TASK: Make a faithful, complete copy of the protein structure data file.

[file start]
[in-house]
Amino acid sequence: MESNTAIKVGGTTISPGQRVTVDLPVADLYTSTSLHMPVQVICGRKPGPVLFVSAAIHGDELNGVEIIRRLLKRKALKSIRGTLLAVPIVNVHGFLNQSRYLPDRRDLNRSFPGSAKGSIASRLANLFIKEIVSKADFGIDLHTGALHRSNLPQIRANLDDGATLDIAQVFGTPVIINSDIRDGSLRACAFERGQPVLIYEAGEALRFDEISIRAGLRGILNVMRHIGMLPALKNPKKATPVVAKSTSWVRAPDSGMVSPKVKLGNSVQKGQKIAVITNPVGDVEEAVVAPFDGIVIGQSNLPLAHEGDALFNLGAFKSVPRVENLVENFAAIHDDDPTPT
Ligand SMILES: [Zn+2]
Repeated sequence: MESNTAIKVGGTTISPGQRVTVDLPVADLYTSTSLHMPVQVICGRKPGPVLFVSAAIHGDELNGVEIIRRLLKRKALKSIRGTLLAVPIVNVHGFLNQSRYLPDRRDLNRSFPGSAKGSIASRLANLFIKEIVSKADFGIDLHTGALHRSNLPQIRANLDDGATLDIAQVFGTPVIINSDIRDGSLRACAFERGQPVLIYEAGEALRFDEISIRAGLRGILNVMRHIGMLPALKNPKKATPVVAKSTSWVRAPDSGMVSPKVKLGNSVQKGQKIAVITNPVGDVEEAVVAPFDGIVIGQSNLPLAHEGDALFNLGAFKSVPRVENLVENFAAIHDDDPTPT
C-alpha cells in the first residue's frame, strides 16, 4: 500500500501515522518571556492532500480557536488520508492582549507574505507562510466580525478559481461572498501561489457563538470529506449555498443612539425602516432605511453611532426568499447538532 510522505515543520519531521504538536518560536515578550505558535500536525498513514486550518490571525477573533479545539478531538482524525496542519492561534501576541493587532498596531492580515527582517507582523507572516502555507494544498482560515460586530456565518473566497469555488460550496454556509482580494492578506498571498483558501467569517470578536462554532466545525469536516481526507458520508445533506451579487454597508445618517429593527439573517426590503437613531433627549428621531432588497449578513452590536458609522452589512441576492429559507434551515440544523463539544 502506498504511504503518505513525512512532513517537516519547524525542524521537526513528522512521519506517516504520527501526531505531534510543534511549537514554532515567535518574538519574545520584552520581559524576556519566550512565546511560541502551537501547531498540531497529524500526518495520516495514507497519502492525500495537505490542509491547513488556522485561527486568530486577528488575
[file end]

[in-house]
Amino acid sequence: MESNTAIKVGGTTISPGQRVTVDLPVADLYTSTSLHMPVQVICGRKPGPVLFVSAAIHGDELNGVEIIRRLLKRKALKSIRGTLLAVPIVNVHGFLNQSRYLPDRRDLNRSFPGSAKGSIASRLANLFIKEIVSKADFGIDLHTGALHRSNLPQIRANLDDGATLDIAQVFGTPVIINSDIRDGSLRACAFERGQPVLIYEAGEALRFDEISIRAGLRGILNVMRHIGMLPALKNPKKATPVVAKSTSWVRAPDSGMVSPKVKLGNSVQKGQKIAVITNPVGDVEEAVVAPFDGIVIGQSNLPLAHEGDALFNLGAFKSVPRVENLVENFAAIHDDDPTPT
Ligand SMILES: [Zn+2]
Repeated sequence: MESNTAIKVGGTTISPGQRVTVDLPVADLYTSTSLHMPVQVICGRKPGPVLFVSAAIHGDELNGVEIIRRLLKRKALKSIRGTLLAVPIVNVHGFLNQSRYLPDRRDLNRSFPGSAKGSIASRLANLFIKEIVSKADFGIDLHTGALHRSNLPQIRANLDDGATLDIAQVFGTPVIINSDIRDGSLRACAFERGQPVLIYEAGEALRFDEISIRAGLRGILNVMRHIGMLPALKNPKKATPVVAKSTSWVRAPDSGMVSPKVKLGNSVQKGQKIAVITNPVGDVEEAVVAPFDGIVIGQSNLPLAHEGDALFNLGAFKSVPRVENLVENFAAIHDDDPTPT
C-alpha cells in the first residue's frame, strides 16, 4: 500500500501515522518571556492532500480557536488520508492582549507574505507562510466580525478559481461572498501561489457563538470529506449555498443612539425602516432605511453611532426568499447538532 510522505515543520519531521504538536518560536515578550505558535500536525498513514486550518490571525477573533479545539478531538482524525496542519492561534501576541493587532498596531492580515527582517507582523507572516502555507494544498482560515460586530456565518473566497469555488460550496454556509482580494492578506498571498483558501467569517470578536462554532466545525469536516481526507458520508445533506451579487454597508445618517429593527439573517426590503437613531433627549428621531432588497449578513452590536458609522452589512441576492429559507434551515440544523463539544 502506498504511504503518505513525512512532513517537516519547524525542524521537526513528522512521519506517516504520527501526531505531534510543534511549537514554532515567535518574538519574545520584552520581559524576556519566550512565546511560541502551537501547531498540531497529524500526518495520516495514507497519502492525500495537505490542509491547513488556522485561527486568530486577528488575